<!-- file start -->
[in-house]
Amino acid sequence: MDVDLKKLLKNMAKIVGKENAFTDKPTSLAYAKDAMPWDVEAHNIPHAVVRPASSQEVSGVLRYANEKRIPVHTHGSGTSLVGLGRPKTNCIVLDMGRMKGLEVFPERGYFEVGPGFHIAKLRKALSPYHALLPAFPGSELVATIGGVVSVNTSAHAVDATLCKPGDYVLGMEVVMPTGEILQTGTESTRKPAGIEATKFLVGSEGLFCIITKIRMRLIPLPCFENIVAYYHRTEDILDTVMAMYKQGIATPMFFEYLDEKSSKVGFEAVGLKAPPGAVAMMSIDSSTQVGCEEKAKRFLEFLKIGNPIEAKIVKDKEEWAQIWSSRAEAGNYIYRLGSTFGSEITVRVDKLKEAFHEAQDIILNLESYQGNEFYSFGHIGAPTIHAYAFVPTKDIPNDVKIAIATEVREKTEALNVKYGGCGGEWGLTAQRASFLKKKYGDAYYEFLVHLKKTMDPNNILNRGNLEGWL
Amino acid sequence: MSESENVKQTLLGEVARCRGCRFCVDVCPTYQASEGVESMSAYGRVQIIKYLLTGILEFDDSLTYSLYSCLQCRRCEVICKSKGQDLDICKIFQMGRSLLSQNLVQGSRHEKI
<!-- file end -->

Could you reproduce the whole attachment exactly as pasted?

[in-house]
Amino acid sequence: MDVDLKKLLKNMAKIVGKENAFTDKPTSLAYAKDAMPWDVEAHNIPHAVVRPASSQEVSGVLRYANEKRIPVHTHGSGTSLVGLGRPKTNCIVLDMGRMKGLEVFPERGYFEVGPGFHIAKLRKALSPYHALLPAFPGSELVATIGGVVSVNTSAHAVDATLCKPGDYVLGMEVVMPTGEILQTGTESTRKPAGIEATKFLVGSEGLFCIITKIRMRLIPLPCFENIVAYYHRTEDILDTVMAMYKQGIATPMFFEYLDEKSSKVGFEAVGLKAPPGAVAMMSIDSSTQVGCEEKAKRFLEFLKIGNPIEAKIVKDKEEWAQIWSSRAEAGNYIYRLGSTFGSEITVRVDKLKEAFHEAQDIILNLESYQGNEFYSFGHIGAPTIHAYAFVPTKDIPNDVKIAIATEVREKTEALNVKYGGCGGEWGLTAQRASFLKKKYGDAYYEFLVHLKKTMDPNNILNRGNLEGWL
Amino acid sequence: MSESENVKQTLLGEVARCRGCRFCVDVCPTYQASEGVESMSAYGRVQIIKYLLTGILEFDDSLTYSLYSCLQCRRCEVICKSKGQDLDICKIFQMGRSLLSQNLVQGSRHEKI